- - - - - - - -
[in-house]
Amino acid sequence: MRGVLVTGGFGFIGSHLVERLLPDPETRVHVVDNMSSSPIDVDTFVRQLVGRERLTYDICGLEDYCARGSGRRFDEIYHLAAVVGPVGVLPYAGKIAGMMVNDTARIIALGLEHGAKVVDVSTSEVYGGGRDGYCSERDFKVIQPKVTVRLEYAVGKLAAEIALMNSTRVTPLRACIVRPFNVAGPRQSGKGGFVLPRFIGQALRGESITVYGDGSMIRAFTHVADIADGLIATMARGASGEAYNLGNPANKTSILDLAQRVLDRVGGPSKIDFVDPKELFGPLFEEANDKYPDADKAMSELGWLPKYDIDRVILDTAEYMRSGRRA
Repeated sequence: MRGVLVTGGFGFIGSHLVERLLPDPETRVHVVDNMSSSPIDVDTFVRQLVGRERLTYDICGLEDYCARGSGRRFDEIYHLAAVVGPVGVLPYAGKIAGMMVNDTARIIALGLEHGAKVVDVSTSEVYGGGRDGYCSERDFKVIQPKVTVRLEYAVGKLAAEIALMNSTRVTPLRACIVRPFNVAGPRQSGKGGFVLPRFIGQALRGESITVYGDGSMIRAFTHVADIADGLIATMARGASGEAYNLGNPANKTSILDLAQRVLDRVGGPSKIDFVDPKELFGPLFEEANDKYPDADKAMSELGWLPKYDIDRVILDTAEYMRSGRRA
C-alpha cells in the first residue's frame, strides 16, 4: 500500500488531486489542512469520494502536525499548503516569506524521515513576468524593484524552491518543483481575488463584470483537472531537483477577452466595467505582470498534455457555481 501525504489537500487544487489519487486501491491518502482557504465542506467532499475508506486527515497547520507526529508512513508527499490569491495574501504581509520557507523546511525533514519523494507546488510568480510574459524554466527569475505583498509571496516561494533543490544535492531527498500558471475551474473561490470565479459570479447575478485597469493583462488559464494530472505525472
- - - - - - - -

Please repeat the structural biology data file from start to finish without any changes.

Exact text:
[in-house]
Amino acid sequence: MRGVLVTGGFGFIGSHLVERLLPDPETRVHVVDNMSSSPIDVDTFVRQLVGRERLTYDICGLEDYCARGSGRRFDEIYHLAAVVGPVGVLPYAGKIAGMMVNDTARIIALGLEHGAKVVDVSTSEVYGGGRDGYCSERDFKVIQPKVTVRLEYAVGKLAAEIALMNSTRVTPLRACIVRPFNVAGPRQSGKGGFVLPRFIGQALRGESITVYGDGSMIRAFTHVADIADGLIATMARGASGEAYNLGNPANKTSILDLAQRVLDRVGGPSKIDFVDPKELFGPLFEEANDKYPDADKAMSELGWLPKYDIDRVILDTAEYMRSGRRA
Repeated sequence: MRGVLVTGGFGFIGSHLVERLLPDPETRVHVVDNMSSSPIDVDTFVRQLVGRERLTYDICGLEDYCARGSGRRFDEIYHLAAVVGPVGVLPYAGKIAGMMVNDTARIIALGLEHGAKVVDVSTSEVYGGGRDGYCSERDFKVIQPKVTVRLEYAVGKLAAEIALMNSTRVTPLRACIVRPFNVAGPRQSGKGGFVLPRFIGQALRGESITVYGDGSMIRAFTHVADIADGLIATMARGASGEAYNLGNPANKTSILDLAQRVLDRVGGPSKIDFVDPKELFGPLFEEANDKYPDADKAMSELGWLPKYDIDRVILDTAEYMRSGRRA
C-alpha cells in the first residue's frame, strides 16, 4: 500500500488531486489542512469520494502536525499548503516569506524521515513576468524593484524552491518543483481575488463584470483537472531537483477577452466595467505582470498534455457555481 501525504489537500487544487489519487486501491491518502482557504465542506467532499475508506486527515497547520507526529508512513508527499490569491495574501504581509520557507523546511525533514519523494507546488510568480510574459524554466527569475505583498509571496516561494533543490544535492531527498500558471475551474473561490470565479459570479447575478485597469493583462488559464494530472505525472